Friday, 31 October 2014

Instagramy October 2014 Part 2

It's been a bit mental over here so I am just dropping in to say hello and catch my blogging breath.
Haven't been to the park for my daily walk much but it's been the warmest October since some year which is supposed to mean something.

But I discovered there is archery just behind Kensington Palace.
And there were these magnificent hedges on the path that leads to the Orangery.

This was very Dr Who.
This public phone booth meant to engage with the police is situated right in front of the US embassy in Mayfair.
The only person you could reach on that phone would be E.T.

Mercury retrograde being what it is I went excitedly to see Manon that was supposed to feature both Carlos Acosta and Roberto Bolle but Bolle got injured in rehearsal.
So I had a drink at the bar and left at intermission.

I went to check out the new Phillips auction house in Mayfair.
I bet the interns had to line up those chairs at least three times.

Had amazing free coffee at the top floor.
Looked down on Mount Street and Mayfair on a beautiful sunny day on their terrace.

These girls don't suffer from body dysmorphia.  
Art does indeed inspire.

I love this little spot which is as close to a piazza in London.

This is the philosophical path part of Hyde Park.

London never got the whole Halloween thing when I first got here but times have changed.

Had a blogger meet up with the Curator now the doyenne of whom I have already met but finally got to meet delightful Tabitha from Badinage and lovely Alexandra from
Boutiquebootcamp at the Beaumont Hotel.

It's Christmas already. 
I reckon the retail Christmas season will start right after 
Easter next year.

Went to the V&A and walked by these jewels that some English military bloke got from his spoils in India.  Apparently the whole loot was sold off and given to the government and he was allowed to keep one huge emerald and made the set of four pieces from the one emerald.

I can't imagine what the whole loot looked like.

The exhibition I went to see was the 
Russian Avant Garde Theatre Design Exhibit.

In itself, it seems like a niche area but in fact this sector probably spawned the arts in general from architecture in set design to costume design to the sketches submitted.

There was a little hut in the courtyard that caught my eye,

Looks inviting but you can't enter.

It was the imaginary shed of Paul Smith of his wish for a comfortable seat and a view.

Had a great croissant in their cafe.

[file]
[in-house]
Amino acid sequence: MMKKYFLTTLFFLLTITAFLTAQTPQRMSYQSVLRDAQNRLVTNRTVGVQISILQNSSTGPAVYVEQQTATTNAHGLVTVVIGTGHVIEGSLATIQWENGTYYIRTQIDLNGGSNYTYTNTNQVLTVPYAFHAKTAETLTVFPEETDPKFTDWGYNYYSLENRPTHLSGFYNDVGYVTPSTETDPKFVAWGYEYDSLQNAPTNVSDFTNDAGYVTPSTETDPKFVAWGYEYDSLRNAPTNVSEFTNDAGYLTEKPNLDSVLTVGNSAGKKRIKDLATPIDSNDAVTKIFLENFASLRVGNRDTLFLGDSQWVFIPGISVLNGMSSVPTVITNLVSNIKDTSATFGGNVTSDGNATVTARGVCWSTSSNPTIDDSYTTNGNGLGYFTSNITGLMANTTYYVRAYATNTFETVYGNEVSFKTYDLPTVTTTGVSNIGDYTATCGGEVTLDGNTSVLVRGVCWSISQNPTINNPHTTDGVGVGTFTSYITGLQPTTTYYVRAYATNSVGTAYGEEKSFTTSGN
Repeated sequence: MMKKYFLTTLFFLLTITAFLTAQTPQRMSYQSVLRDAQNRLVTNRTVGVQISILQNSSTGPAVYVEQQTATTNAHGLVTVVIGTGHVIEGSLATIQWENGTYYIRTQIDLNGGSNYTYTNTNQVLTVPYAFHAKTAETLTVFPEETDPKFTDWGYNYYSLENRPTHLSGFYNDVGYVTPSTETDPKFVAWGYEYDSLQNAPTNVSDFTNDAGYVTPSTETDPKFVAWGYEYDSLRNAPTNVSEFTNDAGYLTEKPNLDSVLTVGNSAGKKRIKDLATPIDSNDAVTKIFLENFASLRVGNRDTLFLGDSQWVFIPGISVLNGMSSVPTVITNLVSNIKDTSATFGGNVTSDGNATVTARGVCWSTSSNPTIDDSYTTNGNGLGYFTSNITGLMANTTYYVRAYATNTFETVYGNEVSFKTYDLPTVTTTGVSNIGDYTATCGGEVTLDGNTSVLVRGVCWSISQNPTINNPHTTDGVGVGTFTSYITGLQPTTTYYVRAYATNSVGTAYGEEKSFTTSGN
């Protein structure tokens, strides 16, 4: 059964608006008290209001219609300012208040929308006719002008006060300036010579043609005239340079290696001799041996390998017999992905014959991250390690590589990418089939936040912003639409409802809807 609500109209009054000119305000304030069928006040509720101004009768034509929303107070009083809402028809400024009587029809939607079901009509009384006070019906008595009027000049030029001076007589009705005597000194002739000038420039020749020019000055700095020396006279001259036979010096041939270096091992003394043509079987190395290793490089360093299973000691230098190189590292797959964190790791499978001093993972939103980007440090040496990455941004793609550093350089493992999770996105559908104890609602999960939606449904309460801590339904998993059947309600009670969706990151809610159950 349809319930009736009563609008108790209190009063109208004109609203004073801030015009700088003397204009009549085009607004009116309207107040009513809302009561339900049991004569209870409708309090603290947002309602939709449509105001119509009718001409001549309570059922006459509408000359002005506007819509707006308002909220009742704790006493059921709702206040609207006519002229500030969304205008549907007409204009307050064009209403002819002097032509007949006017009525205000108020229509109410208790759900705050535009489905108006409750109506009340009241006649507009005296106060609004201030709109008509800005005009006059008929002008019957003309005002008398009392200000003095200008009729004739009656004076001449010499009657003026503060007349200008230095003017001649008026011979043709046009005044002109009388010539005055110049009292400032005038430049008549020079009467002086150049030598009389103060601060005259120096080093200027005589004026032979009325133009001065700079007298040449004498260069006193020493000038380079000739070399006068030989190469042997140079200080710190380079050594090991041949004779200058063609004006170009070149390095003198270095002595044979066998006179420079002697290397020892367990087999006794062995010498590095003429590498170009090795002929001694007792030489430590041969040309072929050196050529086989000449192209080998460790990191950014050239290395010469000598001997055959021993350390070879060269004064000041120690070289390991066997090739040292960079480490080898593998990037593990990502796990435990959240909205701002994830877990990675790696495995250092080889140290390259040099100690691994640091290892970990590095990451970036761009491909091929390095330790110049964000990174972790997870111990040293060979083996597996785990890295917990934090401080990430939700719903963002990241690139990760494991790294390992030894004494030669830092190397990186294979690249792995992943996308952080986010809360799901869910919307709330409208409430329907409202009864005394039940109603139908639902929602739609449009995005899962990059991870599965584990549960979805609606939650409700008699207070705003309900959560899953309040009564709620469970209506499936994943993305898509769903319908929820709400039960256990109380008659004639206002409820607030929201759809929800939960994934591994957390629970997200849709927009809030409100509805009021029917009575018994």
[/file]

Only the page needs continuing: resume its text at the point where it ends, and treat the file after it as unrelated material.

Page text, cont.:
But I couldn't decide for the life of me which area to sit in because

they were all so beautiful.

I love a colorful border hedge.

I love a classic library.

There was also a revolutionary slogan exhibit and
 this was my favorite.

Happy Halloween guys!

Tuesday, 21 October 2014

Kyoto's Saihoji Temple and its 700 year old Moss garden ( Koko-dera )

I travel with a strict balance of planning ahead and winging it.
Truth be told I prefer spontaneity and I just like to walk and see what I find.
But Kyoto is a formal city and it doesn't really like drop in visits.

On the way to our destination that was on the outskirts of Kyoto, we passed by promising signs that the garden might live up to expectations.

Isn't this main door to a private residence magazine worthy?
We were so lucky to be in Kyoto as the leaves were turning.  
The leaves were earlier by a few weeks than normal which was fortuitous and there are two high seasons in Kyoto: one is the cherry blossom season and the other is the changing of the autumn leaves.
We were headed to the Zen Buddhist temple called Saiho-ji that has a garden that that was originally founded in 749 as a villa for one of the ancient royal family members but was turned into the present function in 1339.
The entrance had the usual austerity of a Zen temple.
It was also very strict in other ways.
You had to get pre-approval to gain entry.

One has to write a handwritten letter to the temple with your personal details but also an enclosed addressed stamped postcard for them to then send you their invite.

No last minute planning there.
So my friend in Australia had to send the letter as the UK don't do self-addressed postage for overseas letters.

The price is the equivalent to US $30 for one person.
It isn't cheap compared to even the private gardens in the UK hence this temple makes millions of dollars a year in admission fees.
Then just when you think I have walked in and now I can just be on my way and take some snaps,
you are reminded that you have to join / sit through a Buddhist chanting ritual.
One waits in a holding hall and then are ushered in the main temple to sit on the tatami floor. with a desk with information, 
the prayer book in Japanese, and a calligraphy pen with a bamboo stick where you can write a wish.

I can read the two basic Japanese alphabets and 
wasn't reading the Chinese characters but they were all reading so fast that I just had to hum the rest.